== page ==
The word HERO is well known to the scholars of St. James-Santee. As a Positive Behavior Interventions and Support school, the scholars are expected to be HEROs each day and exemplify positive social and learning behaviors. The faculty and staff at St. James-Santee work hard to embrace and build a positive school culture; they focus on data and individualized learning plans for all scholars. Principal LaCarma McMillan has cultivated positivity through various initiatives. One, in particular, is customized staff t-shirts. These shirts are not to be mistaken as your everyday spirit t-shirts. The shirts say, “Help Every Scholar Soar” with the word ‘HERO’ highlighted down the middle.
The shirts are only worn on special occasions, which signify and demonstrate unity among all stakeholders. Most recently, the t-shirts were worn for a school-wide Hornet Writing Workshop organized by Reading Coach Carmen Sheppard, and Instructional Coach, Audra Pinckney. A lot of teamwork went into planning the workshop which was designed to be an intense focus on writing and text-dependent analysis.
On the state report card, St. James-Santee saw growth with an overall rating of Average and the team was excited about student progress rating of Excellent. However, realizing that there is a lot more work to be done to assist the scholars with raising student achievement scores, the staff needed to implement specific learning strategies that would continue to address the needs of all students.
Hornet Writing Workshop
During the Hornet Writing Workshop, the scholars rotated through various stations and break-out sessions working on vocabulary, transitions, prompts and analyzing text. “The purpose of the Hornet Writing Workshop, which was an all-day event, was to allow our scholars the opportunity to dissect, examine and engage in the writing process,” said McMillan. “After analyzing the data, we took a step forward to ensure that our scholars are provided with the foundation for developing and creating exemplary work.” “The teachers are empowered to teach a specific task as the scholars rotate through the stations,” said Sheppard.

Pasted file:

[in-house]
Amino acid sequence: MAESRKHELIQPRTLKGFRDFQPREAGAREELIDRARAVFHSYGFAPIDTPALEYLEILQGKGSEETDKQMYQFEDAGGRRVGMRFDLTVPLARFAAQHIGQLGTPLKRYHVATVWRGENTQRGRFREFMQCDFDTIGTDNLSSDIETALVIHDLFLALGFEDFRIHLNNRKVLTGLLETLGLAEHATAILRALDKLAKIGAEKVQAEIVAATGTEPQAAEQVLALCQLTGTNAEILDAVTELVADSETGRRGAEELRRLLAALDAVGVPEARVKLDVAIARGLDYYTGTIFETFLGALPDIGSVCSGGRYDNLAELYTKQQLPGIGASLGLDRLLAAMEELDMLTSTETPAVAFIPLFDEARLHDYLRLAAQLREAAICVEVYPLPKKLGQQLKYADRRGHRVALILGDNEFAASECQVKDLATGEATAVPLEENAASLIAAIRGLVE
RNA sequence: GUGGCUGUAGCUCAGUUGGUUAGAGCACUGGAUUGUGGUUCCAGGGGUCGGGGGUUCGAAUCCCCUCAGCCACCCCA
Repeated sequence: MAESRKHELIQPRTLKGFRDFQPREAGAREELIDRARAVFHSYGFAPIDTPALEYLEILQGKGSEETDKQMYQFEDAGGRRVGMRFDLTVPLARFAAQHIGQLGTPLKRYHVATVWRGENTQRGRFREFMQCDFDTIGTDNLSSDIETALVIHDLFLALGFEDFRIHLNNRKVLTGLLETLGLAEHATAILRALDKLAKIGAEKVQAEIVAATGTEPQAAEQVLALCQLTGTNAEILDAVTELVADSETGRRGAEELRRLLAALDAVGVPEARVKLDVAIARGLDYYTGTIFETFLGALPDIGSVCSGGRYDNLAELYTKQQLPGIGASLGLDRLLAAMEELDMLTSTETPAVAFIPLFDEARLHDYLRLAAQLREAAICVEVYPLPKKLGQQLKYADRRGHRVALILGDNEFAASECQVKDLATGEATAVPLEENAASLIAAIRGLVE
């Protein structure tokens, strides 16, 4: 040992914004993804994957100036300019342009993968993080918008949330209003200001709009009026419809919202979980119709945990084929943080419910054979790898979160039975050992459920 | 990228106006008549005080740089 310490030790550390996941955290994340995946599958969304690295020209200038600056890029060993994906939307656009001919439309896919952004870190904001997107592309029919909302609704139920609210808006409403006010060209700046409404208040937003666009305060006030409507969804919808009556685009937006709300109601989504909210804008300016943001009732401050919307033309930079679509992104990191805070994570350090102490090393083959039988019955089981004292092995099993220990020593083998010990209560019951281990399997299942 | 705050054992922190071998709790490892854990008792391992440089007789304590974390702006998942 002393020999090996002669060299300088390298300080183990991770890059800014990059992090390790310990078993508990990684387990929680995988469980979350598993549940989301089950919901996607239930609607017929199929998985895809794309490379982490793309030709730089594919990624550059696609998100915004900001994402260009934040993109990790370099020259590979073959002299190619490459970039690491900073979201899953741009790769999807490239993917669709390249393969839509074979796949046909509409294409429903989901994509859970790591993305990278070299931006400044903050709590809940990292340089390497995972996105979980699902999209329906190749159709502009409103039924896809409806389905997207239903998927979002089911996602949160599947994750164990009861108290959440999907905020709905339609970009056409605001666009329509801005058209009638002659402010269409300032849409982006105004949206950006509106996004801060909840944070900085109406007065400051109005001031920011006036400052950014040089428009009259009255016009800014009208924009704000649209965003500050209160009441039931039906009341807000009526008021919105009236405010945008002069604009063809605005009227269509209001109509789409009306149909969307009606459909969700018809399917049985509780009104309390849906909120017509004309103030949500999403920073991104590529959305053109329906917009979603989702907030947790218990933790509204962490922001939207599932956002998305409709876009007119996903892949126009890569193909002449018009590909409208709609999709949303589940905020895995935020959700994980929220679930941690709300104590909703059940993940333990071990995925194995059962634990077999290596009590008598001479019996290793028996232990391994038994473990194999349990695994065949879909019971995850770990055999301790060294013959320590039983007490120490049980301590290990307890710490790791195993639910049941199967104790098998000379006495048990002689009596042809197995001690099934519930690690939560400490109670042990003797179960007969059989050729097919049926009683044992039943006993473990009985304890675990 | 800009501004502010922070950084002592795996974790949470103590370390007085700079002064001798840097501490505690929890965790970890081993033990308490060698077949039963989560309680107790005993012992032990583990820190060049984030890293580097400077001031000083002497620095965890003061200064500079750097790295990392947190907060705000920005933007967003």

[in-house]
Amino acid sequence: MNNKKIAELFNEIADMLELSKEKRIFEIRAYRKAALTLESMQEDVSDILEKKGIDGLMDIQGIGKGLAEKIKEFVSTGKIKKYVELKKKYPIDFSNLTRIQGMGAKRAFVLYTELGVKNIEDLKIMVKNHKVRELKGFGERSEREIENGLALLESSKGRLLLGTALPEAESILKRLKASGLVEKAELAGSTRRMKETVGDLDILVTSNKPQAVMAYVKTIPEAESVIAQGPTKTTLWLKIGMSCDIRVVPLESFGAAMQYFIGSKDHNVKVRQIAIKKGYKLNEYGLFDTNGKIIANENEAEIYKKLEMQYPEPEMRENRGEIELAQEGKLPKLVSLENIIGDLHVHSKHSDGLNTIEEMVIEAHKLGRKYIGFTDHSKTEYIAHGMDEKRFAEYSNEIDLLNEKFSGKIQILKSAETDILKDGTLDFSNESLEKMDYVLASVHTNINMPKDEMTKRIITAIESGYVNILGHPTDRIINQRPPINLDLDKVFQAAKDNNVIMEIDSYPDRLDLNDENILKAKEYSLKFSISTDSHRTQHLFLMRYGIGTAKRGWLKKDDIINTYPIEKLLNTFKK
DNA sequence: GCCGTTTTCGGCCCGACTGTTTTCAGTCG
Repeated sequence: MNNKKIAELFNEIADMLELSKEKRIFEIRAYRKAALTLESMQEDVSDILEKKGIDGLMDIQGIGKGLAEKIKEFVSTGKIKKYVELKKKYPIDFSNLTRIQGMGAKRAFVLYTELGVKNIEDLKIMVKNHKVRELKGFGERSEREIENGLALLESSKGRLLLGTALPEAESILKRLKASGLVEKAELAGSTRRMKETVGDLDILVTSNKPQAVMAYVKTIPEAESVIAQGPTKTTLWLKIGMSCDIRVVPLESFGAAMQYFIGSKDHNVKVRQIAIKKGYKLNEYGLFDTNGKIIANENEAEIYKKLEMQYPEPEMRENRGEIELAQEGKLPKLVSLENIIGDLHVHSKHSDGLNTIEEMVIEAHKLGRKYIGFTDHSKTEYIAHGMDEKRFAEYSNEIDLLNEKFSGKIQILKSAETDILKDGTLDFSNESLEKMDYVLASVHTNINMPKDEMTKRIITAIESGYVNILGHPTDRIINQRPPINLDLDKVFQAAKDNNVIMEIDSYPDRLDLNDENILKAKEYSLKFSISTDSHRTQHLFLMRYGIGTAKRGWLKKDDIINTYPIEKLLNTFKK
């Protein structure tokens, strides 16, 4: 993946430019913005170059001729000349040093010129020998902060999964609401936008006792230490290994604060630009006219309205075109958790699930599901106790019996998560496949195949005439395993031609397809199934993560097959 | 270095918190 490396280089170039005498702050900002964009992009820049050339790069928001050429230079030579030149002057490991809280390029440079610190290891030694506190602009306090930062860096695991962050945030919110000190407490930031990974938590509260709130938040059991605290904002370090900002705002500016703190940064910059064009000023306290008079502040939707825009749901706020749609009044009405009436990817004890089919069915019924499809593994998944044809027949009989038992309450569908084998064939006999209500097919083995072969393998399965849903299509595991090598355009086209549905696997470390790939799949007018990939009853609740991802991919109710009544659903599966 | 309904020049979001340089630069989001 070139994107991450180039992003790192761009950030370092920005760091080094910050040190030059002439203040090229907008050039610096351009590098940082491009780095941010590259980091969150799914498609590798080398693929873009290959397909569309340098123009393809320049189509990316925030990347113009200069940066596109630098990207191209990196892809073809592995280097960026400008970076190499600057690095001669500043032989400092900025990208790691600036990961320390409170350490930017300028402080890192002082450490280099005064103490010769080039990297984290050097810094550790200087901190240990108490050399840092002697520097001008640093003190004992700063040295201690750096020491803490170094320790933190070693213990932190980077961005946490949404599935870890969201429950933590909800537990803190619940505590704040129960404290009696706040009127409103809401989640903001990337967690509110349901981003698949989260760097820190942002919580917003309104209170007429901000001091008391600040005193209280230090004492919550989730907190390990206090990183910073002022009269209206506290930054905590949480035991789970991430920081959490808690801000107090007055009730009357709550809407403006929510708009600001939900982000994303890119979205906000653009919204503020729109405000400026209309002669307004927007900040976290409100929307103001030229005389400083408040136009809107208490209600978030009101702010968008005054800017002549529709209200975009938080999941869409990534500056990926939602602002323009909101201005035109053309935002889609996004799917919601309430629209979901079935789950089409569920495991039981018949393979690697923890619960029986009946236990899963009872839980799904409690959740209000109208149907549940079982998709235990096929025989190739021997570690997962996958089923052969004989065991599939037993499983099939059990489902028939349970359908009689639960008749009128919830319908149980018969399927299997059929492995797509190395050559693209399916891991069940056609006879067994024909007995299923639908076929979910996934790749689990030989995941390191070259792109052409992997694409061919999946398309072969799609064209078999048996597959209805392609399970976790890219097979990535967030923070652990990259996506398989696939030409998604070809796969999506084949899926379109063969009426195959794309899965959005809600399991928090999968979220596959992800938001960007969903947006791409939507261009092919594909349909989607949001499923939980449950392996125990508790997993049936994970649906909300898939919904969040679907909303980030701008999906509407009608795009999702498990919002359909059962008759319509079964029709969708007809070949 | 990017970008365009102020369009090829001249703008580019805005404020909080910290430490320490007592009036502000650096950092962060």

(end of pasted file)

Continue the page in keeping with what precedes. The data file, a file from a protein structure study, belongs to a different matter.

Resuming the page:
“The rotations also create an atmosphere of learning and enthusiasm. This model will be applied to other areas as the students continue to learn across the contents.” The teachers will discuss and break down areas where students had trouble and circle back with a follow-up workshop, according to Sheppard. Fifth-grader Michael Jones said his favorite subject is math, but he took a lot away from the day’s lessons. “I enjoyed working with the transition words like meanwhile and therefore,” said Jones. “I learned that reading and writing is about a lot more than just reading and writing. You have to dig deeper.”
Alanah Alston, who is also in fifth grade, agreed that the transition words helped make writing more interesting. She learned more about citing evidence as well. “It’s important to find the evidence because you answer the questions and find more details,” said Alston. Nine-year-old Kalaila Garrett wants to be a science teacher one day. She said that all of the lessons taught in the break-out sessions of the writing workshop must be learned to be successful in all subjects
Garrett’s third-grade teacher Joanna Branham described the Hornet Writing Workshop model as one that grows scholars across each grade level and prepares them for the next. “We’re focusing on where they need the extra help to take them to the next level,” said Branham. “The model is also a way to make learning fun and hands-on. There was good momentum, and the scholars felt successful and engaged.”
For more information about the Hornet Writing Workshop, contact Carmen Sheppard at email@example.com.
This article originally appeared in the Charleston Chronicle.